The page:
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Monday January 30, 2023

Israeli restrictions risk turning West Bank into 'another Gaza'

In West Bank, where 2m Palestinians live virtually sealed off from outside world for over 15 years

By AFP
January 23, 2023
Palestinians during demonstrations in Palestine against the US and Israeli Middle East plan to annex parts of the occupied West Bank and Jordan Valley. — Radio Pakistan /File
Palestinians during demonstrations in Palestine against the US and Israeli Middle East plan to annex parts of the occupied West Bank and Jordan Valley. — Radio Pakistan /File 

JERUSALEM: Human Rights Watch (HRW) charged on Monday that new Israeli rules for foreigners entering the West Bank risked turning the occupied territory into "another Gaza," cutting residents off from the outside world.

The regulations, which have faced waves of condemnation from the European Union (EU) and the United States, have also been clouded by uncertainty.

Israel has said the rules, which came into force in October, are aimed at clarifying the procedures surrounding West Bank entry and are being implemented on a two-year trial basis.

They were also revised last year amid widespread criticism.

Despite those revisions, the HRW said the measures "threaten to further isolate Palestinians from loved ones and global civil society."

"By making it harder for people to spend time in the West Bank, Israel is taking yet another step toward turning the West Bank into another Gaza, where two million Palestinians have lived virtually sealed off from the outside world for over 15 years," HRW's Eric Goldstein said.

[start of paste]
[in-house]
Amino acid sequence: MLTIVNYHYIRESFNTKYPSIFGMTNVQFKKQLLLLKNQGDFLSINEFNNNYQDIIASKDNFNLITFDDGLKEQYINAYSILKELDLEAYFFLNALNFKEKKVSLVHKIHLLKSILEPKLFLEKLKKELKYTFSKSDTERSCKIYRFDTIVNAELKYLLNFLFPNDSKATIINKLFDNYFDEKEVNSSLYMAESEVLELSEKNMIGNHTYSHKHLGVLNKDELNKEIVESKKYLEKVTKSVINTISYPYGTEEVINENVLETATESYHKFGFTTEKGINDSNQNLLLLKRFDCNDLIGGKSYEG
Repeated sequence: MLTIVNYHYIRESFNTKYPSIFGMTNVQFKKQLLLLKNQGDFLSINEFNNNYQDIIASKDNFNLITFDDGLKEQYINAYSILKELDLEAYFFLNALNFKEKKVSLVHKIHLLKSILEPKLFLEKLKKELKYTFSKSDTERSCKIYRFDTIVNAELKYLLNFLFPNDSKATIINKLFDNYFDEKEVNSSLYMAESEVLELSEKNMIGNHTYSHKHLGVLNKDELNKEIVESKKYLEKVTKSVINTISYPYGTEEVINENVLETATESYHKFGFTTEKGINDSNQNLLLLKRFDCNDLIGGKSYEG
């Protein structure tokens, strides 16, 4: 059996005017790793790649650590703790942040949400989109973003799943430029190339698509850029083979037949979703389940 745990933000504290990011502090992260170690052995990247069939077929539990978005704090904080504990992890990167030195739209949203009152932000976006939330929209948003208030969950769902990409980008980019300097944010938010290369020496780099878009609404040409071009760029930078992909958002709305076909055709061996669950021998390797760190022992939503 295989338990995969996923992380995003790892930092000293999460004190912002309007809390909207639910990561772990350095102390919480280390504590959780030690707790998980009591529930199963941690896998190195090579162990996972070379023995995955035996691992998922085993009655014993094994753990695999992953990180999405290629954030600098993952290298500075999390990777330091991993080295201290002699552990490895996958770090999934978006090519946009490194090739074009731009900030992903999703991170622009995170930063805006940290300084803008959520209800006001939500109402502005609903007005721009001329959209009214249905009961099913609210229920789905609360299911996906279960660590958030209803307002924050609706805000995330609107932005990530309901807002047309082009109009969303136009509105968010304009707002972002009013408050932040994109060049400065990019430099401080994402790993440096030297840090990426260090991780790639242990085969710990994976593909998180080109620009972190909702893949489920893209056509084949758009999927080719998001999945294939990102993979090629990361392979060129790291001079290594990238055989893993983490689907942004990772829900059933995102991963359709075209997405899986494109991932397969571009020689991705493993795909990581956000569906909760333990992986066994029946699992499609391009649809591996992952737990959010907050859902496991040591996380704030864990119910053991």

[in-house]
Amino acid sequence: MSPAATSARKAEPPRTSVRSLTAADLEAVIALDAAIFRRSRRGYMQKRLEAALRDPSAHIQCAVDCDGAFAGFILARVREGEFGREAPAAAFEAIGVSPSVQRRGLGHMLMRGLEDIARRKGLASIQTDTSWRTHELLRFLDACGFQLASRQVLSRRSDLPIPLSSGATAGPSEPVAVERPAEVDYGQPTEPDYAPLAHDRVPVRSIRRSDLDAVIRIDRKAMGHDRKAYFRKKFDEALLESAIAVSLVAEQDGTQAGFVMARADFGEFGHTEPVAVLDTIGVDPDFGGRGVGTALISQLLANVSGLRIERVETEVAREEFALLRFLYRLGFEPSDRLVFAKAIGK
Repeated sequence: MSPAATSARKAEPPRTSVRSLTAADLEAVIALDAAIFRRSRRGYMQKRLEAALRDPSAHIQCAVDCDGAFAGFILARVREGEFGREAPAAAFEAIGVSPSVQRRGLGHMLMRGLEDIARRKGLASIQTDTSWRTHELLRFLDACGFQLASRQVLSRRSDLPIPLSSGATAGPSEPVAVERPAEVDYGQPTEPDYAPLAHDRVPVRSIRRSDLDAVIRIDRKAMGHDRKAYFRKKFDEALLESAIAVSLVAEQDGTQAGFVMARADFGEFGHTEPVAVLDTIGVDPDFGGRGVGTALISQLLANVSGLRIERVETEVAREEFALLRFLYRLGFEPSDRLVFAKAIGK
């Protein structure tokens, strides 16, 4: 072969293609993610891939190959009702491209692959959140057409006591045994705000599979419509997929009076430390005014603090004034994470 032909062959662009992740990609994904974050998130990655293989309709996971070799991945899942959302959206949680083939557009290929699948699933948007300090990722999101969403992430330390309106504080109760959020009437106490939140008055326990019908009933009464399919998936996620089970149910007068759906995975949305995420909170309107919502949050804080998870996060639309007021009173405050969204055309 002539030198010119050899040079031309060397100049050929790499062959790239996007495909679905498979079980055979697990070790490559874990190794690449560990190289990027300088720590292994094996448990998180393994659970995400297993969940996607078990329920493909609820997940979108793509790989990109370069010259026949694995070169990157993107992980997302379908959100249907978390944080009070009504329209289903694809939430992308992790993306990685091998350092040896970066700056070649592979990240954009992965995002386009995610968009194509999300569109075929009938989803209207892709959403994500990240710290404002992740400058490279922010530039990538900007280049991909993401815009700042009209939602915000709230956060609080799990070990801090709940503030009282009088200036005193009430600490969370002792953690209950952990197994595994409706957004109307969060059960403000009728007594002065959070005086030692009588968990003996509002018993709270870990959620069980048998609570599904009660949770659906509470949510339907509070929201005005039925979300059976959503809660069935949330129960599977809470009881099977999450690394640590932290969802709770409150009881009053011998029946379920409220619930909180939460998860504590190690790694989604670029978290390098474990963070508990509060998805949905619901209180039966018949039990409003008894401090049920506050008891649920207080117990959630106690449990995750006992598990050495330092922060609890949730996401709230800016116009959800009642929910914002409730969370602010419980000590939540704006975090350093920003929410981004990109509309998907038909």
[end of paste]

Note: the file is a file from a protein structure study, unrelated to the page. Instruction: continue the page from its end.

Gaza has been under a strict Israeli blockade since 2007, the year Hamas Islamists took power in the coastal territory. Israel has occupied the West Bank since 1967.

Some of the most controversial new West Bank access measures relate to foreigners seeking to join their Palestinian spouse.

Israel, under the new rules, can reject such family reunification claims if they violate "the policy of the political echelon."

There are also new curbs on foreigners seeking to spend time in the West Bank, including volunteering, studying or teaching.

For academics, for example, Israel now retains the right "to review the academic qualifications of lecturers or researchers at Palestinian universities," and determine whether their qualifications merit an extended stay, the HRW said, citing the guidelines.

The HRW said that, in practice, the new rules "foreclose all paths to remain long-term in the West Bank" for large categories of people.

The Israeli defence ministry body responsible for civil affairs in the Palestinian territories, COGAT, did not immediately respond to questions about the implementation of the guidelines or HRW's criticisms.